[spambayes-dev] SpamBayes core_server.py and related bits merged to CVS HEAD
marian at info.uvt.ro
Thu Jun 14 13:53:08 CEST 2007
The 100MB files should not be a really big problem because we could
truncate them to their headers (or just a part of them) and send them as
normal features to SB.
We should use a remote SB classifier only when the network and
classifier are trusted. When this is not the case we could do the
parsing locally, hash the tokens, build the feature vector and send it
to the remote classifier. This way the local application would not
disclose sensitive information.
Another important problem is related to using a single classifier for
several application (possibly with a totally different content). IMHO
the spam for an application might be totally different then the spam of
another, or to be more exact: the ham/spam features might differ. In
this case the result of the classification might not be relevant. "My
SPAM is not your SPAM" :)
skip at pobox.com wrote:
> skip> For Reimar and Marian (the MoinMoin gurus), I did a very little
> skip> bit of performance testing. Roundtrip performance on my laptop
> skip> (Mac PowerBook G4 - 800MHz) with both the server and client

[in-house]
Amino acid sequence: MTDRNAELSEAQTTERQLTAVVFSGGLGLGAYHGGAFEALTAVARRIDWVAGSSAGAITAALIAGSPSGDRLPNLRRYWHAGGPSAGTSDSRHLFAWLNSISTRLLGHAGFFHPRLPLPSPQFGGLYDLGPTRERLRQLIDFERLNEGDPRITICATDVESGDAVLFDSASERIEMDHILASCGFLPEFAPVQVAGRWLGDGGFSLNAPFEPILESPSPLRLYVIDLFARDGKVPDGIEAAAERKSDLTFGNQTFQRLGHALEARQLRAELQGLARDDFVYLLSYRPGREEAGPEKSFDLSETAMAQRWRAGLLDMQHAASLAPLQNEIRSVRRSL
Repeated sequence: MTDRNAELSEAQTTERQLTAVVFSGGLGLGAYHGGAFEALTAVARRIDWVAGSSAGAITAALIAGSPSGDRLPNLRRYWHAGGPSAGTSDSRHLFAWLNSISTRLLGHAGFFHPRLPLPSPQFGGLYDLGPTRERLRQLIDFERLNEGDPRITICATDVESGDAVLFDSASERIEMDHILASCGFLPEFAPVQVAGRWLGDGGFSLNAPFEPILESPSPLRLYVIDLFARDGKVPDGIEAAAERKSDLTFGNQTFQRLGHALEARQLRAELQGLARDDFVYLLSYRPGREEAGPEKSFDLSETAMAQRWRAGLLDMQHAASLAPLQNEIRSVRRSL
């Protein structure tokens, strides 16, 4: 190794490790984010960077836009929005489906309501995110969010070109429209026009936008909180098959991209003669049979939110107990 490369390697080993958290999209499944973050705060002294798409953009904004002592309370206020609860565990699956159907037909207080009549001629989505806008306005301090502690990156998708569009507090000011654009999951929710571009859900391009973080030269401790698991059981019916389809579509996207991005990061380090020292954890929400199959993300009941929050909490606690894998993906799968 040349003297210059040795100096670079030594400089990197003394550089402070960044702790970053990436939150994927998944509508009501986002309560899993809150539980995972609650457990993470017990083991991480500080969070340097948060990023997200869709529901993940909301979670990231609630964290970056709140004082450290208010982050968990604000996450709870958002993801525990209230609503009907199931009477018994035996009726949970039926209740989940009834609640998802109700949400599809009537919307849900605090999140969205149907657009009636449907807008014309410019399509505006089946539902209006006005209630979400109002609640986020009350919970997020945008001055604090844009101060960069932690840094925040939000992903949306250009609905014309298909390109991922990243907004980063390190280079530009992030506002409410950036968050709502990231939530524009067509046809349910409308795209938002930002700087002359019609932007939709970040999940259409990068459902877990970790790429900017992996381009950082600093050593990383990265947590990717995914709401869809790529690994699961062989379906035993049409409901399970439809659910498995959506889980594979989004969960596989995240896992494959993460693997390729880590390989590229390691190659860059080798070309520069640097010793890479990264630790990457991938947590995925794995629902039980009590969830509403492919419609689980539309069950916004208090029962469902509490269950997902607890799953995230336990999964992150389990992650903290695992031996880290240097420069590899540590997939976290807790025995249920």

> skip> running on the same machine ranged anywhere from 10-50 bytes/ms.
> skip> When I added a large payload (a MIME encoded JPEG file of 9.5MB)
> skip> performance in terms of bytes/ms shot way up, but as you would
> skip> imagine overall time did as well. Here are some figures:
> skip> attachment time bytes/ms
> skip> size
> skip> 9587824 30.7 sec 312
> skip> 975978 3.7 sec 259
> skip> 114794 0.5 sec 252
> skip> 28675 0.2 sec 142
> I probably should have drawn some inferences from this. First, if you
> really try to score 100MB payloads (Reimer & Marian suggested that some
> people routinely attach 100MB Word (I think) files to wikis), you're going
> to be disappointed. Second, although attachments of that size would be
> problematic, since SpamBayes doesn't examine the guts of binary data,
> there's probably nothing wrong with trimming the binary file to a reasonable
> size (< 1MB?) and including that trimmed version in the score request.
> Also, note that I've really don't nothing with non-ASCII data to this point.
> I suspect people more familiar with that will see a clear path to sanity
> fairly easily.
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